Why Higher Education Isn’t Better

There has been much talk bemoaning the state of higher education. Some blame professors, some blame students, some blame parents. Such complaints miss the larger picture and the larger social trend that has negatively affected higher education. When I hear these misguided complaints I think of this quote:

When instead school systems consolidated, when some children were channeled into more “academic” and others into “vocational” tracks, when professionalizing educators increasingly monopolized decisions about methods and curricula and spawned a distinct class of administrators, and especially when taxpayers decided they would prefer to buy bigger cars and houses for themselves instead of paying for smaller classes and better-compensated teachers for their children, almost all of the characteristics necessary for pragmatist education vanished.
— James T. Kloppenberg. “
.” Indiana University Press. p. 29.

That is so very true about higher education today and similar things could be said about most of our institutions. I have seen these trends that Kloppenberg mentions escalate since I began working as a lecturer in 1998. The split into two tiers of education — “academic” and “vocational” — is an old one and no entirely without merit. I wish to focus on the other two trends Kloppenberg mentions — the “distinct class of administrators” and funding priorities — two ways in which we have the wrong priorities in higher education.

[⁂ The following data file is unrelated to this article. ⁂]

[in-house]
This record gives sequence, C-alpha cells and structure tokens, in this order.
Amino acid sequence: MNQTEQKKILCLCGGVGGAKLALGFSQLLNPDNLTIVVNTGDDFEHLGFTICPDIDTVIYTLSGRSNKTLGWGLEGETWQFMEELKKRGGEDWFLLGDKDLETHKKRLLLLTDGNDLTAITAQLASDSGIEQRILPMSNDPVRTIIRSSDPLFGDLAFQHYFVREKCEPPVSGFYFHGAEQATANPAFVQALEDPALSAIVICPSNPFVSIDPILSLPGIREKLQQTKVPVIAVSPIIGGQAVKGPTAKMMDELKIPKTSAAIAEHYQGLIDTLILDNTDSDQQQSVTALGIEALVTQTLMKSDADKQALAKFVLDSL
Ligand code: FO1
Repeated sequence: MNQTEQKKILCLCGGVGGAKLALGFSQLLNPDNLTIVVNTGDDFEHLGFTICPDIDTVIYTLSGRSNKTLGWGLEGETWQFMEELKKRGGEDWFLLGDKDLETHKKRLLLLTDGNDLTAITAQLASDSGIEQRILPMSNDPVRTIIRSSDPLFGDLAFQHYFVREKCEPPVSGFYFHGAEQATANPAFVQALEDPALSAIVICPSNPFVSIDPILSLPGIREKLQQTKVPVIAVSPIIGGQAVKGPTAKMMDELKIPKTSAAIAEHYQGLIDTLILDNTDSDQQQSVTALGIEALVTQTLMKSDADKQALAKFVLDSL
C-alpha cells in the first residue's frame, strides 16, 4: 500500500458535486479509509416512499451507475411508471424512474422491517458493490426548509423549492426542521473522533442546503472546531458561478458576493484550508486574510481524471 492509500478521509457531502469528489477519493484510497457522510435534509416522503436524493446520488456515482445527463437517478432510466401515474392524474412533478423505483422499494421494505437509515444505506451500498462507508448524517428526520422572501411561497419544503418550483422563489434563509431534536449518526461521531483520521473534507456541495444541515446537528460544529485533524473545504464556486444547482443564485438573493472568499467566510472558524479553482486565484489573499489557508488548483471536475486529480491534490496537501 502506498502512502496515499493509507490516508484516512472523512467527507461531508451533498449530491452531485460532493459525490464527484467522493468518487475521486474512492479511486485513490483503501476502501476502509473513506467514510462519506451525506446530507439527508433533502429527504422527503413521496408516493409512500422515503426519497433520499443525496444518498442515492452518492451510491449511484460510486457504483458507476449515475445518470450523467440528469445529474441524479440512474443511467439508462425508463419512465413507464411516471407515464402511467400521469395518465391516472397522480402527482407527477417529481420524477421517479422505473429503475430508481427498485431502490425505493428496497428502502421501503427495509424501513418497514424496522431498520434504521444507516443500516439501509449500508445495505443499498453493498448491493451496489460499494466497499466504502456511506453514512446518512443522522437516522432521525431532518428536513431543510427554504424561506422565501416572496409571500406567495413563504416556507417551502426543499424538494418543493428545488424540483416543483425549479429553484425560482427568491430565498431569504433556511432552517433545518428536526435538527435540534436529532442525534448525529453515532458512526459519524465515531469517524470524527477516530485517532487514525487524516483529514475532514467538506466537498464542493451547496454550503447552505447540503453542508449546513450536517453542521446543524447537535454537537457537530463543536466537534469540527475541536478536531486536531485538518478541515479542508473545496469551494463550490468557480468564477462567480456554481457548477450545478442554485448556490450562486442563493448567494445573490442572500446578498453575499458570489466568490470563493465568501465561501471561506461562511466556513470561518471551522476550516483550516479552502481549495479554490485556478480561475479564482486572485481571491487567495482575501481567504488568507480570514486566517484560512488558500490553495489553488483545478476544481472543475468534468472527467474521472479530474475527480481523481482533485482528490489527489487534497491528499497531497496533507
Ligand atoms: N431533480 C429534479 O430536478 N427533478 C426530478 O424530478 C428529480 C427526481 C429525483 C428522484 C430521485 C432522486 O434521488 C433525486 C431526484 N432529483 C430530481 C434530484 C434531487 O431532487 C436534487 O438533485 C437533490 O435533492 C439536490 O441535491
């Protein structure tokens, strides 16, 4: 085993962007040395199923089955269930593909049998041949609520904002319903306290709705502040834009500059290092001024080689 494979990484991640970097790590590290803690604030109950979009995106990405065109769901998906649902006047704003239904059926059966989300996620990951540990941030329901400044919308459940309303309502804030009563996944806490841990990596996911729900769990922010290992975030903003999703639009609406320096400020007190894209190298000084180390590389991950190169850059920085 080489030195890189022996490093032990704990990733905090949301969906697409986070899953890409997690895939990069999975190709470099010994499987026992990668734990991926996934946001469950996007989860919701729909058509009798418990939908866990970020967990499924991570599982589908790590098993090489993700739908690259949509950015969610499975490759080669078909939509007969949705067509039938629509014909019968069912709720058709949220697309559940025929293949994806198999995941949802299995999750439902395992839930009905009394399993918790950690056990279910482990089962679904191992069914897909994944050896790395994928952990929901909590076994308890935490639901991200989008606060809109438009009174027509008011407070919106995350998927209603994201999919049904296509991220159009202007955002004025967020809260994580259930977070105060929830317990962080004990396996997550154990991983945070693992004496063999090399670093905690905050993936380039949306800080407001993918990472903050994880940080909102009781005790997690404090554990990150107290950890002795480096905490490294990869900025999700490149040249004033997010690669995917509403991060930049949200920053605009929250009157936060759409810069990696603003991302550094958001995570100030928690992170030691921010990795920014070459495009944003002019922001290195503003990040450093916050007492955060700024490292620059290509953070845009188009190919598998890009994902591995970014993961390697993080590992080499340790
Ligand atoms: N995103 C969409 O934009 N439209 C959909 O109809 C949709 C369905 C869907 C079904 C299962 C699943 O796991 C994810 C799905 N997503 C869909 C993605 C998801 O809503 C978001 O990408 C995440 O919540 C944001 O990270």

The Wrong Priorities On Staffing

The problem in higher education today is not the professor-student ratio, it’s the administrator-student ratio. Two decades ago there was one administrator for every 70 students, now it is one administrator for every 20–25 students. And does not count the huge increases in “other professional staff,” where colleges are creating jobs with nebulous responsibilities. There are now as many as .

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At the same time, administrator salaries are significantly increasing. It is now typical for a college to pay its president the equivalent of what they pay adjunct faculty for 80–100 course sections. With adjuncts teaching over half the classes at many schools, the increase in tuition is not because of costs of faculty. The proliferation of administrators and staff and their inflated salaries is driving tuition costs up while what benefit they provide to the schools and their students is unclear.

I want to share one anecdotal illustration about this “distinct class of administrators.” I am aware of one university (I do not teach there) where the university president is paid $249,000 a year. Two-thirds of that school’s courses are taught by adjunct professors who the university pays an average of $2,460 per course. That means that an adjunct professor would have to teach 101 courses before the school would pay them the same as they pay this one administrator. If the adjunct taught the maximum allowable six courses per academic year, they’d have to teach for 17 years to get paid what the president gets paid in one year. This is not uncommon in higher education today.